Mavis Bowler Carroll

October 12, 1917 - March 7, 2009
Mavis Bowler Carroll

Mavis Carroll, mother of Pam Humbaugh, succumbed to pneumonia in Wilmington, NC on March 7, 2009 at the age of 91.

Mavis was a unique woman, well ahead of her time. She graduated high school at 16 and was given a full scholarship in mathematics to attend New Jersey College for Women (now Rutgers University), graduating in 1938. Her career in mathematics included actuarial analysis, code breaking during WWII for the government and managing a statistics department. Mavis was well known in the statistical field – as a member of the American Statistical Association and as a contributor to the Gordon Research Conferences.

Mavis was never at a loss to entertain herself or others. Her solitary pastimes were intellectual ones, particularly puzzles – crossword, jigsaw, crypto quotes, logic, and anagrams. A voracious reader, she had a particular bent for mysteries – which, of course, she tried to solve before finishing the book. But she also loved socializing, entertaining, cooking and playing games – charades, pictionary, liars dice, six letter word game, trivial pursuit and of course bridge. With her wealth of knowledge, you definitely wanted her on your team.

Mavis was passionate about many things, but the top two were food and traveling. She enjoyed all aspects of food – eating it, preparing it, figuring out new flavor combinations and how to creatively use leftovers.

Her love of travel took her virtually anywhere, anytime and with anyone. She liked to experience countries on her own terms – no guided tours for her. She would walk around, visit museums, admire architecture, experience local cuisine and just soak in the culture. But she also liked learning about the culture, and took advantage of educational travel through Elderhostel, making many friends that she kept contact with to this day.

Mavis is survived by her 3 daughters – Pamela Humbaugh of Wilmington NC, Kay Carroll of Litchfield CT and Patricia Hehlo of East Brunswick NJ, as well as 3 grandchildren and 5 great grandchildren.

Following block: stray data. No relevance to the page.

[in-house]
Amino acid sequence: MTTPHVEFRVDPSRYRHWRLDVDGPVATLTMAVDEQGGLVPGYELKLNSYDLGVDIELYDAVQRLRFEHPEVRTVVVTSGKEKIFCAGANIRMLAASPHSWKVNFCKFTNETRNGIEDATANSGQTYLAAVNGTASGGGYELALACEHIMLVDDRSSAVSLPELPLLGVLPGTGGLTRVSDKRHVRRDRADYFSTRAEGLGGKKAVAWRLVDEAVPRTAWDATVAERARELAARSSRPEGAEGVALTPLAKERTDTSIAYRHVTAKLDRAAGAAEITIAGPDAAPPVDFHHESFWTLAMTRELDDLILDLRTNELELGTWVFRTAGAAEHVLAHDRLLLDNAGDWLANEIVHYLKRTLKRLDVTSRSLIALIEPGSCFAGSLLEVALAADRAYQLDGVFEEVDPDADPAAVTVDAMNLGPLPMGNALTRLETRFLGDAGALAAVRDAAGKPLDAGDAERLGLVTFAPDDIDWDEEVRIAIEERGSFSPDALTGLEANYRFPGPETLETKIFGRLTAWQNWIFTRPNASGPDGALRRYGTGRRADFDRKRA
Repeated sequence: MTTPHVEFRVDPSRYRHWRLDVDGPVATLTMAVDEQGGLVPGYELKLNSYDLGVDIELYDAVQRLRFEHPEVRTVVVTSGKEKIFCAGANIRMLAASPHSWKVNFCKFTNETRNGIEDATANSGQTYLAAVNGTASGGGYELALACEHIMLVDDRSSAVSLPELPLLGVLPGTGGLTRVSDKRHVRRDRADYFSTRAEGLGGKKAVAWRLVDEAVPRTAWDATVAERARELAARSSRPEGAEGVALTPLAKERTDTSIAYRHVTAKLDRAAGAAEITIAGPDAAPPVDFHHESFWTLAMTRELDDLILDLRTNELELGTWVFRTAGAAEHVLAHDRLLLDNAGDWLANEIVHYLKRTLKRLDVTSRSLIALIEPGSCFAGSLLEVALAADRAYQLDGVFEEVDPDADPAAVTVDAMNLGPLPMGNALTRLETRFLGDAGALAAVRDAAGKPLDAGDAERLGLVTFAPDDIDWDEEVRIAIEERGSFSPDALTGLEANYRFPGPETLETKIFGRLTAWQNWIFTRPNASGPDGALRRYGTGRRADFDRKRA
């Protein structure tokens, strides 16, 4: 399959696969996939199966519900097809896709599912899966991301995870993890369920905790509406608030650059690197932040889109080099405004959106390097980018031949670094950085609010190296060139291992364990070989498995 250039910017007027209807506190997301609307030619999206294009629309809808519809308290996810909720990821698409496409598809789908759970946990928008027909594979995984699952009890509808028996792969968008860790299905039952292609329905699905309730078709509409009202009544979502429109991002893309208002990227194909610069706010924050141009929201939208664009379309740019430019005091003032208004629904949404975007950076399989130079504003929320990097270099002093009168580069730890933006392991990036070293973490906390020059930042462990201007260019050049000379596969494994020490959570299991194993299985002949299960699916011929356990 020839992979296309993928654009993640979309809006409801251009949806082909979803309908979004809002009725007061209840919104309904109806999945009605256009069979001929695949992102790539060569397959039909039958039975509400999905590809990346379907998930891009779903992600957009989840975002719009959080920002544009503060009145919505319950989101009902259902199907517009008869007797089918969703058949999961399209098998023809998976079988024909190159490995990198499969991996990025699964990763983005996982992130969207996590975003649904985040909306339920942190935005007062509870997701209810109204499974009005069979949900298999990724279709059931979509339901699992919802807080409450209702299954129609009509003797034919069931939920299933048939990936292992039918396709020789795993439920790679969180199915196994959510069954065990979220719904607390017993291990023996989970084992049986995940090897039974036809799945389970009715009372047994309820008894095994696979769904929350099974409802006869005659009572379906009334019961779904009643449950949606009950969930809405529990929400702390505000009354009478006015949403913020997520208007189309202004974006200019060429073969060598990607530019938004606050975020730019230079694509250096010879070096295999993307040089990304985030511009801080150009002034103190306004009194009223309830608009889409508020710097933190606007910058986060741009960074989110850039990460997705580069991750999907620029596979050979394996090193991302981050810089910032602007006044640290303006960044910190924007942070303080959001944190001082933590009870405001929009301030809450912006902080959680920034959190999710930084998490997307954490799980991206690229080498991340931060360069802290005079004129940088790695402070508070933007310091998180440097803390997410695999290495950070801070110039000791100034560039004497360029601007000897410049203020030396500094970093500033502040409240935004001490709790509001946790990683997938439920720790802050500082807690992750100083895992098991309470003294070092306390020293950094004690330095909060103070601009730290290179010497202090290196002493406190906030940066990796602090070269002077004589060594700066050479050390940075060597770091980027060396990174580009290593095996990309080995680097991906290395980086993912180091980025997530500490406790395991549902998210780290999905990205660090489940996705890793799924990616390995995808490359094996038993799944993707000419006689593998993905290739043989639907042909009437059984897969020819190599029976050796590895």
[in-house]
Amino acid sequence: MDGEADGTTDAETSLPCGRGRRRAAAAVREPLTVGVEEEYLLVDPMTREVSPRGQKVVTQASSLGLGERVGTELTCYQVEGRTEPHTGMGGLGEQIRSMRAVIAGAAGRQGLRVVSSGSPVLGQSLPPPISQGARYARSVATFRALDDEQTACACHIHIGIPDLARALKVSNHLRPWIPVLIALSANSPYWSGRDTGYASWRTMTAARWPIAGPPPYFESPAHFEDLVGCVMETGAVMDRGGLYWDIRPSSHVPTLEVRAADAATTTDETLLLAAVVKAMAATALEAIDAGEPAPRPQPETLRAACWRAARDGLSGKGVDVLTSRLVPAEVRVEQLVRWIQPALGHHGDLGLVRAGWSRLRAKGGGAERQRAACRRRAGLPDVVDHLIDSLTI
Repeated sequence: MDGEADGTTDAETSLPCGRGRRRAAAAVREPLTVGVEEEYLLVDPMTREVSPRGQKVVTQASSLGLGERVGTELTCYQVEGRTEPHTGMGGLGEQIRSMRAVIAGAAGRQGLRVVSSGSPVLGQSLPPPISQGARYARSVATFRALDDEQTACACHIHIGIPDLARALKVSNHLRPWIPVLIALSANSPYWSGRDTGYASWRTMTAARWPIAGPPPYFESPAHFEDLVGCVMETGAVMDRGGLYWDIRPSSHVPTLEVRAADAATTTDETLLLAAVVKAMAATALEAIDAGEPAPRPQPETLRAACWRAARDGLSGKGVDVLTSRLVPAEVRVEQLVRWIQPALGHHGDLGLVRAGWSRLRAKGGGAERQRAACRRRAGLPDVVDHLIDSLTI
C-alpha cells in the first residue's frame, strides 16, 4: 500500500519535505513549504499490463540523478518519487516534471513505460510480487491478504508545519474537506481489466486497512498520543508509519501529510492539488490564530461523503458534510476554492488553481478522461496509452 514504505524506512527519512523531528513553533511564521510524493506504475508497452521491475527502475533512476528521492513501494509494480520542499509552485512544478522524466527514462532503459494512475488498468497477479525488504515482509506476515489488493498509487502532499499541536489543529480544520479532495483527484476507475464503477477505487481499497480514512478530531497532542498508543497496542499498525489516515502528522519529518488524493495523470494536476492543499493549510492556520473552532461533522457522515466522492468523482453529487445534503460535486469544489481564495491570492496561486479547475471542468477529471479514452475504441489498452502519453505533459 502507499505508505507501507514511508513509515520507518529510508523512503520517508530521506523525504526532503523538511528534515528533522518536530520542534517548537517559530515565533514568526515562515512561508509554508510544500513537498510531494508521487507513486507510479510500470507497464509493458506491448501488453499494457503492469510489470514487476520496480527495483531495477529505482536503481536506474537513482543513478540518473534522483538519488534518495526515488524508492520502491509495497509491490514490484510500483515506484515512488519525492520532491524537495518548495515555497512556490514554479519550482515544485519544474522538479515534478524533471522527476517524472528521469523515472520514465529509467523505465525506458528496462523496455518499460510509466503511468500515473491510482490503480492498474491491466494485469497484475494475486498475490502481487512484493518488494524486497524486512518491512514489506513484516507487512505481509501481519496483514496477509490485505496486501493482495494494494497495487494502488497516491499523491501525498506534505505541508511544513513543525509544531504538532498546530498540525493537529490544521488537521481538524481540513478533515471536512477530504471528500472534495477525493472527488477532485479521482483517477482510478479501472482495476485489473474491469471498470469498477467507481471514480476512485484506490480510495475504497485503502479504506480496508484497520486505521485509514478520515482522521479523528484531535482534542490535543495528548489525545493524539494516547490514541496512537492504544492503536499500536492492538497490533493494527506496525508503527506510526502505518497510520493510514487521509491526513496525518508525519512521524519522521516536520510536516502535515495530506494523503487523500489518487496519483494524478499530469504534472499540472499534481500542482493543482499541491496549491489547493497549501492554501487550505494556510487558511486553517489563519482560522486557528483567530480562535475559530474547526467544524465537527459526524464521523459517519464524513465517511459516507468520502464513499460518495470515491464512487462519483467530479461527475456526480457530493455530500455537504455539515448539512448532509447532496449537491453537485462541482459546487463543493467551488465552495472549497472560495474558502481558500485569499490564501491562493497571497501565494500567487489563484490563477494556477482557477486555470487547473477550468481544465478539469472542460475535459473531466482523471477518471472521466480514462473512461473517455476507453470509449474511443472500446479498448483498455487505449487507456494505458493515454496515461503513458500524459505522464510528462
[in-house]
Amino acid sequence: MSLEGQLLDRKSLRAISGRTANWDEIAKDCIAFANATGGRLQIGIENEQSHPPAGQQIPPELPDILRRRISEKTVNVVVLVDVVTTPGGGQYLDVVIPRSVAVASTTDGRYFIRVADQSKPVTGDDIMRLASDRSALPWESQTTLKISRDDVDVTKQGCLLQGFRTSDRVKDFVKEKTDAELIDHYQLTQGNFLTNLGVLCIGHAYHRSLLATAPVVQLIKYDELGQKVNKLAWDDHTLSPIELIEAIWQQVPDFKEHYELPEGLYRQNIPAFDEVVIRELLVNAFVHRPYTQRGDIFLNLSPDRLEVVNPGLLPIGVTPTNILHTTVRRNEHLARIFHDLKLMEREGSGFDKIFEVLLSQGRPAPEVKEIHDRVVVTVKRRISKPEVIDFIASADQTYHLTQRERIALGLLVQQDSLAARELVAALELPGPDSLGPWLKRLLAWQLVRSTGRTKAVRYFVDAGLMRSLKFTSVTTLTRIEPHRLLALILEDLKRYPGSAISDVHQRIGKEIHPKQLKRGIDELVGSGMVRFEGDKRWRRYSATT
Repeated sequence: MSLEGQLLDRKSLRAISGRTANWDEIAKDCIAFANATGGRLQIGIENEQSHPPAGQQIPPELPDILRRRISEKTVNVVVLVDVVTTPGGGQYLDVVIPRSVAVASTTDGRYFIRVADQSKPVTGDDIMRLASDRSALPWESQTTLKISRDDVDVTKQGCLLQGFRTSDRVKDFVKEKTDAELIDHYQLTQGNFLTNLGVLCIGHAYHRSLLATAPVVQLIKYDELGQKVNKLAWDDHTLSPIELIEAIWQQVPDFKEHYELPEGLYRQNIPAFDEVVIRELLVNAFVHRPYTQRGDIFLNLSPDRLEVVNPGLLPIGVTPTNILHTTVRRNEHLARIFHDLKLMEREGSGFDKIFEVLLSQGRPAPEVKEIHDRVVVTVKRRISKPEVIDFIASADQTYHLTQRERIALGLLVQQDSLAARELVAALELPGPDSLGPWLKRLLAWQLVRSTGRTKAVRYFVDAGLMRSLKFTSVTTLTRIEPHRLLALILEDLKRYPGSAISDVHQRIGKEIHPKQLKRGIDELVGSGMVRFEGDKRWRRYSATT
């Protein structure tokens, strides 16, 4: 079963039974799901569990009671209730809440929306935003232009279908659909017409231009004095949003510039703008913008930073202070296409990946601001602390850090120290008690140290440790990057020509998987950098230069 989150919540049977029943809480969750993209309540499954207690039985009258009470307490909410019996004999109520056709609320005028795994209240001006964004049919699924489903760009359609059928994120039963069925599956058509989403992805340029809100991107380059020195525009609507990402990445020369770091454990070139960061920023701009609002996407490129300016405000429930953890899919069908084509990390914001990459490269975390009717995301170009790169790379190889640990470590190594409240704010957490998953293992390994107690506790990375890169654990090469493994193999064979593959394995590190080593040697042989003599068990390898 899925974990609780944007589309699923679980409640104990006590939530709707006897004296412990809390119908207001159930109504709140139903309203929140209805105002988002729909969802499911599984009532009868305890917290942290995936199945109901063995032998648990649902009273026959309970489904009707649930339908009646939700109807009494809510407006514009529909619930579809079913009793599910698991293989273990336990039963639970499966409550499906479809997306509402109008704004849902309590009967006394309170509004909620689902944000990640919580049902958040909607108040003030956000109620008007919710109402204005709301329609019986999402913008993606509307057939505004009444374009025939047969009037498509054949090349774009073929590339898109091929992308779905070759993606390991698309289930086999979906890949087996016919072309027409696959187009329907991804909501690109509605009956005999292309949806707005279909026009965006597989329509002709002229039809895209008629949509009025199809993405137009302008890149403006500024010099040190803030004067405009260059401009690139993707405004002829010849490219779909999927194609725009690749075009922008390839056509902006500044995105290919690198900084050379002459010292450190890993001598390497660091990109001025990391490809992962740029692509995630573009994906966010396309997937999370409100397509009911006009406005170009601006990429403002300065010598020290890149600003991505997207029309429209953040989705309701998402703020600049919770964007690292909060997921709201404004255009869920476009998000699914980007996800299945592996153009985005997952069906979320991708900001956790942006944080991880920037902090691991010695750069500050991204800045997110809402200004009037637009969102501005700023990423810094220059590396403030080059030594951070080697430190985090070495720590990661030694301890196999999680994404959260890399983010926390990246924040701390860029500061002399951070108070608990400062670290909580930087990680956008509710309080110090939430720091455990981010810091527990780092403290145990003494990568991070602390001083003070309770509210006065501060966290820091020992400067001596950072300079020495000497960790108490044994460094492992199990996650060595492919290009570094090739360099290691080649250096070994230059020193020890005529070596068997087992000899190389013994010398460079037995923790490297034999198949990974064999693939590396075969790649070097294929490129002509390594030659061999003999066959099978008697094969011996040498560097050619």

At Mavis’ request there will be no services. At some future date, her ashes will be spread in “her” ocean. Her love of animals led her to donate her pacemaker to a vet school. Her memory can be honored with donations to the New Hanover Humane Society, 2405 N. 23rd Street, Wilmington, NC 28401.

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  • March 10, 2009
    Matt Humbaugh says:
    My grandmother was an amazing woman. I am thankful for many gifts from her, not least the love of travel, fierce independence, and statistical mindset which I trace directly to her. I will miss her daily.

  • March 09, 2009
    Deb Etzel says:
    My sympathies are with your entire family. Mavis was fundamental in my development into an adult person. As my first boss and mentor and long time friend, she helped shape the woman I have become. I am very thankful to have known her and cherish the memories I have of her.

  • March 09, 2009
    Charles C. Beazley says:
    I share with many the memories of Mavis as a charming, intelligent, and warm hearted person. But I also want to give her well-deserved credit for being the champion behind the effective use of statistics to make General Foods Research a valued tool for its business. Besides hiring several statisticians (including me), she taught us how to put our textbook knowledge to use in research projects. I heve always felt a debt of gratitude, and now remember her with both sadness and great respect.

  • March 09, 2009
    Eloise Eller says:
    Mavis leaves a great heritage in her children/family...intelligence, compassion and sense of humor. Her physical presence will be missed...yet she lives on. May you be supported in this time of transition by knowing that others care and hold you close in their hearts.

  • March 09, 2009
    Doug Hlavacek says:
    I was hired by Mavis in 1979 to join the Applied Math department at General Foods. Although I had competing job offers, it was simply impossible to turn Mavis down. Her department had a well-known reputation and she excelled at taking educated students and transforming them into practical hands-on statisticians. According to Mavis, a good statistician wasn't just a technical expert, but had to be adept at the soft skills like listening actively and communicating clearly. On the latter point, Mavis would proofread technical reports to make sure they made sense. To this day, I can fondly remember her scolding me for reporting p-values out to the fourth decimal point. It was a mistake I never made again. Graduate school gave me the opportunity to read statistical textbooks cover to cover. Mavis attached a face to the authors of some of those textbooks by inviting her friends into departmental meetings. I conversed with Cuthbert Daniel, Stu Hunter, Ed Schilling, and Harry Smith on topics ranging from statistics to life in general. These statistical legends didn't seem nearly as untouchable after dinner and a few drinks. And speaking of food and drinks, the after hours parties at her house in Tarrytown offered a welcome reprieve from the workplace. I always felt that I had two mothers…one who gave birth to me as a son and the other who gave birth to me as a statistician. Mavis will truly be missed by everyone who crossed paths with her.